Decentralized Waste Management
Its best to deal with waste at, or closest to the point of generation.… say YIMBY, Yes In My BackYard, breaking the NIMBY (Not In My BackYard) syndrome surrounding waste.
Responsibility for managing one’s own waste is the sustainable way forward. Processing should be encouraged at every level starting from the smallest unit.
And only what cannot be managed at any of these levels, should be sent to centralized facilities for processing
What is it?
Managing waste closest to the point of waste generation is localized or decentralized management. This allows for break-up of not just waste streams but also of processing of smaller quantities of waste.
Ideally Decentralized Management is a spill over mechanism, only what cannot be managed at the primary level gets sent to the next level. It was clear that facilitating this across the city would need a paradigm shift in the way waste was being managed.
The primary reason, nobody wants to see waste up close is the fear of ugly sights and rotten smells from waste. These notions had to be dispelled with very compelling demonstrations on the field and strong arguments for acceptance.
Why is it important?
It is the NIMBY syndrome of the Citizens and Municipalities which has led to the creation of Landfills and indiscriminate dumping in outlying, and neighboring villages. This has further harbored the creation of collection and transport mafia and holding cities to ransom, for the clearing of Municipal Solid waste.
The continuously increasing fuel costs have led to spiraling servicing costs to the Municipality, for just transporting and dumping. This is evidently unsustainable and must be replaced by progressive ideas like creation of ‘zero discharge’ households, campuses and wards.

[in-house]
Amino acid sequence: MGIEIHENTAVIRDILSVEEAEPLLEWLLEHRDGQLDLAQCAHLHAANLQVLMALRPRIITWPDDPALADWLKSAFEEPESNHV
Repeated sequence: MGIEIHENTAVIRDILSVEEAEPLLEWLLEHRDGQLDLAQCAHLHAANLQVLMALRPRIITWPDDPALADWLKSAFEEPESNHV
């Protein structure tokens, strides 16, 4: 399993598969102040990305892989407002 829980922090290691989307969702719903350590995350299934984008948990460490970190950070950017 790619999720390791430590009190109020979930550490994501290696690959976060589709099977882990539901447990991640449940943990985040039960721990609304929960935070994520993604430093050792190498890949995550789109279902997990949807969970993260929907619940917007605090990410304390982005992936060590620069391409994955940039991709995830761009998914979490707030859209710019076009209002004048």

A very important breakthrough came with showing the Cost benefit analysis studies which unarguably showed that investment in local level SWM processing infrastructure is justified by savings in transportation costs.
Further, the dry waste working models which were operational by then clearly showed that achieving waste stream management in smaller decentralized facilities leads to optimization of recovery of materials and savings in costs to the Municipality.
How to achieve it ?
Based on the information of waste streams which a ward generates, a simple road map was conceived initially which is relevant to date. The Road Map breaks down, based on waste stream, and identifies localised facilities that can be set up to manage the waste. Applying the various guiding principles, shows the need to set up Dry waste collection centres, Leaf management facilities, in house market waste management and finally ward level wet waste processing units.
For a successful decentralized facility you need
A good vendor
A strong legal contract
Proper maintenance of the facility
Current Status in Bengaluru
Decentralized Facilities set up by the City in response to the model of decentralized waste management. Though this is far from adequate, it’s a great start.
Dry waste collection centres in 198 Wards
Market management In Malleswaram and City Market
Bio Methanation facilities of 5 TPD
OWC of 1 TPD
8 Leaf Shredders in 8 Zones
Leaf waste management in the Parks
Integrated yard in Koramangala
Zonal Plants of smaller Capacities
However in some cases, the decentralized facilities are no longer functional. One of the main reasons is the non-payment of O&M charges for running the facilities and not due to the failure of the decentralized model.